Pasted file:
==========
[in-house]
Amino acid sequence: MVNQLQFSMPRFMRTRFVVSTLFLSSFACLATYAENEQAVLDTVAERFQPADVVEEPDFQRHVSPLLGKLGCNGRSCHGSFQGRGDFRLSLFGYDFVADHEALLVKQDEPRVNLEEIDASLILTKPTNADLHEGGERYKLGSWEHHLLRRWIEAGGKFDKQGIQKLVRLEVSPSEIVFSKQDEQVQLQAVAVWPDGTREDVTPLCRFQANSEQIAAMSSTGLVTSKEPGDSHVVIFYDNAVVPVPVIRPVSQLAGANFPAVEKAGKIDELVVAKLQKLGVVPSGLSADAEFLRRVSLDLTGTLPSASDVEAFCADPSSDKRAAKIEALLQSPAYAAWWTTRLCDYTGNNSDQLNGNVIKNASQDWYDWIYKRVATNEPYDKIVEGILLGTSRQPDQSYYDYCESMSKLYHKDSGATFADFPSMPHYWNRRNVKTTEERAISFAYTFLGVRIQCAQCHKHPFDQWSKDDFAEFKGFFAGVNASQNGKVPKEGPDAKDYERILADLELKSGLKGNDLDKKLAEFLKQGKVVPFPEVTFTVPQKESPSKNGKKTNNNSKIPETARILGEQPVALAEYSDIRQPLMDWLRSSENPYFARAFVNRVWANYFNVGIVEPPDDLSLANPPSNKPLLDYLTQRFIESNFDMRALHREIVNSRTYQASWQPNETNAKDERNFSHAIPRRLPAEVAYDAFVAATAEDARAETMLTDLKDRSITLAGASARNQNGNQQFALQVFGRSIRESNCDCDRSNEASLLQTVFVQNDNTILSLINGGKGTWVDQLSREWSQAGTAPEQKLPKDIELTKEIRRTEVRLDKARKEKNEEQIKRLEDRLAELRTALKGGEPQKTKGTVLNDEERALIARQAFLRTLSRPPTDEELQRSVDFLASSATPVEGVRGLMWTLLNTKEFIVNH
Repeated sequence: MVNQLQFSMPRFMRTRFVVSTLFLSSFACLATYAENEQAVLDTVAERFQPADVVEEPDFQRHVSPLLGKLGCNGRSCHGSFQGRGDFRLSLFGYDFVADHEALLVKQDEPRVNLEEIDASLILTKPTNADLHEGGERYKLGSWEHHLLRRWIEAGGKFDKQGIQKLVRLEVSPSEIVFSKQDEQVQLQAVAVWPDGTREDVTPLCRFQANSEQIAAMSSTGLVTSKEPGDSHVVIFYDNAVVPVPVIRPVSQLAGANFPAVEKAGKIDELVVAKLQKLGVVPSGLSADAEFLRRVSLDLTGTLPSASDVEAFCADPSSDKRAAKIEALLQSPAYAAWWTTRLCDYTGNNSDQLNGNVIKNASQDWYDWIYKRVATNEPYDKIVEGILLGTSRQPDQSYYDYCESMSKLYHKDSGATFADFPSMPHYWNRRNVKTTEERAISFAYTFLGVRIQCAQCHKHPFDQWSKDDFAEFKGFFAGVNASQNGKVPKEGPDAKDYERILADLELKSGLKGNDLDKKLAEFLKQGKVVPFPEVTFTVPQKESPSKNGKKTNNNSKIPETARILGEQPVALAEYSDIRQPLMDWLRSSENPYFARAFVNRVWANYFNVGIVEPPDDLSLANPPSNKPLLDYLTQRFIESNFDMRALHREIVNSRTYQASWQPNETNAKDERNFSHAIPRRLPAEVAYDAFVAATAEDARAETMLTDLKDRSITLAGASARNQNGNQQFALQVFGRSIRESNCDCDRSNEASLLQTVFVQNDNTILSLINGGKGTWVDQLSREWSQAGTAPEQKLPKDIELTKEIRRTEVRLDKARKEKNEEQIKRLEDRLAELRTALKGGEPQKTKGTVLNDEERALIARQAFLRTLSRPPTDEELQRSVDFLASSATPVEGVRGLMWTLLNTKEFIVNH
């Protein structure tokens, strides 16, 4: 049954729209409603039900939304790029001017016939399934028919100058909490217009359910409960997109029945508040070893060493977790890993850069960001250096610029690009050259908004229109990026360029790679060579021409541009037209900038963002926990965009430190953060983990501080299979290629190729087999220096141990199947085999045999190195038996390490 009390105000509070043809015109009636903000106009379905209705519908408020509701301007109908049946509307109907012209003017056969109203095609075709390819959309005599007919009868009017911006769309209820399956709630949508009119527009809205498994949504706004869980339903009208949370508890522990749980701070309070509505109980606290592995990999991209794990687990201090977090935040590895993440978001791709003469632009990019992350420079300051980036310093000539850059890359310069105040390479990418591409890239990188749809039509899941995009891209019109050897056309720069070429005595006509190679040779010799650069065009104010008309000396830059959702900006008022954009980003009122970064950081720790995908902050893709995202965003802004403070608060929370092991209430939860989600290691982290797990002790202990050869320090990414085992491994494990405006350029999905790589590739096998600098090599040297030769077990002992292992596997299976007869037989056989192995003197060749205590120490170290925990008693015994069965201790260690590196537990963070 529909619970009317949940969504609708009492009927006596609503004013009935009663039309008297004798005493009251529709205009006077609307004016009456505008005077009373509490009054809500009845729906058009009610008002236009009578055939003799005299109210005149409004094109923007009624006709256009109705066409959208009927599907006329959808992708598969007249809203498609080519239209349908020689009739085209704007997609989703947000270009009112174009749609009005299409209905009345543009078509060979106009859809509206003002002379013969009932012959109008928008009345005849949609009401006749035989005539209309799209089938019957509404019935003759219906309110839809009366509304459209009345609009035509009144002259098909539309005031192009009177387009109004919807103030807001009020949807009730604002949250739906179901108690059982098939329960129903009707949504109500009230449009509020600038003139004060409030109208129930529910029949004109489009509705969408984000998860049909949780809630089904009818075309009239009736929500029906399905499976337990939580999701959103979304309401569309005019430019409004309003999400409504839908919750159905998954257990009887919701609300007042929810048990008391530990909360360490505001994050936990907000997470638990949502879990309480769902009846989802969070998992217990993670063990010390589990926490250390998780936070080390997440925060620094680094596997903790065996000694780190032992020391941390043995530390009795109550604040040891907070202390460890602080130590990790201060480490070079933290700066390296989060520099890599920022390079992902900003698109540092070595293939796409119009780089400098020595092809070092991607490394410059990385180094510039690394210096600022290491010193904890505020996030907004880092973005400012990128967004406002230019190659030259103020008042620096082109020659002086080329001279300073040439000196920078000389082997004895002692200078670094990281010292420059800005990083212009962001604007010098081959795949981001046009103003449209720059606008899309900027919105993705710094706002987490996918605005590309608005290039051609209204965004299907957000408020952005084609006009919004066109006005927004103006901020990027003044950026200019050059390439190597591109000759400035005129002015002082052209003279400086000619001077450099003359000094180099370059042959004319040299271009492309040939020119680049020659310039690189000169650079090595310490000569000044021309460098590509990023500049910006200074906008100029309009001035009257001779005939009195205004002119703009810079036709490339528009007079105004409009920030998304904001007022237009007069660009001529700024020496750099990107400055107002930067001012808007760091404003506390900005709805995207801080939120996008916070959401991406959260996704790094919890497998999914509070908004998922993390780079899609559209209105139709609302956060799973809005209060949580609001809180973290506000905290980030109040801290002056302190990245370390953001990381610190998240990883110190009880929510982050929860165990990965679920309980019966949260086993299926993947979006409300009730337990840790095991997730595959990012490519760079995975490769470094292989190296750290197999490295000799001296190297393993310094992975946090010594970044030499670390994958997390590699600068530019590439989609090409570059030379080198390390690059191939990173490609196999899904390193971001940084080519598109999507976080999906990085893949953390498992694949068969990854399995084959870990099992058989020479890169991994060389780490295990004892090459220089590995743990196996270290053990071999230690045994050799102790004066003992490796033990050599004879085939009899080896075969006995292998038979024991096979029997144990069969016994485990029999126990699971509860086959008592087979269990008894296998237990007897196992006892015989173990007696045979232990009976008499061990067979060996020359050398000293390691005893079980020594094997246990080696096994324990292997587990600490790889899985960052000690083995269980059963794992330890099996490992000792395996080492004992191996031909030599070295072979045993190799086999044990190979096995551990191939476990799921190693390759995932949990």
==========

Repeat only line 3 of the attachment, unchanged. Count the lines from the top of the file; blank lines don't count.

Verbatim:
Repeated sequence: MVNQLQFSMPRFMRTRFVVSTLFLSSFACLATYAENEQAVLDTVAERFQPADVVEEPDFQRHVSPLLGKLGCNGRSCHGSFQGRGDFRLSLFGYDFVADHEALLVKQDEPRVNLEEIDASLILTKPTNADLHEGGERYKLGSWEHHLLRRWIEAGGKFDKQGIQKLVRLEVSPSEIVFSKQDEQVQLQAVAVWPDGTREDVTPLCRFQANSEQIAAMSSTGLVTSKEPGDSHVVIFYDNAVVPVPVIRPVSQLAGANFPAVEKAGKIDELVVAKLQKLGVVPSGLSADAEFLRRVSLDLTGTLPSASDVEAFCADPSSDKRAAKIEALLQSPAYAAWWTTRLCDYTGNNSDQLNGNVIKNASQDWYDWIYKRVATNEPYDKIVEGILLGTSRQPDQSYYDYCESMSKLYHKDSGATFADFPSMPHYWNRRNVKTTEERAISFAYTFLGVRIQCAQCHKHPFDQWSKDDFAEFKGFFAGVNASQNGKVPKEGPDAKDYERILADLELKSGLKGNDLDKKLAEFLKQGKVVPFPEVTFTVPQKESPSKNGKKTNNNSKIPETARILGEQPVALAEYSDIRQPLMDWLRSSENPYFARAFVNRVWANYFNVGIVEPPDDLSLANPPSNKPLLDYLTQRFIESNFDMRALHREIVNSRTYQASWQPNETNAKDERNFSHAIPRRLPAEVAYDAFVAATAEDARAETMLTDLKDRSITLAGASARNQNGNQQFALQVFGRSIRESNCDCDRSNEASLLQTVFVQNDNTILSLINGGKGTWVDQLSREWSQAGTAPEQKLPKDIELTKEIRRTEVRLDKARKEKNEEQIKRLEDRLAELRTALKGGEPQKTKGTVLNDEERALIARQAFLRTLSRPPTDEELQRSVDFLASSATPVEGVRGLMWTLLNTKEFIVNH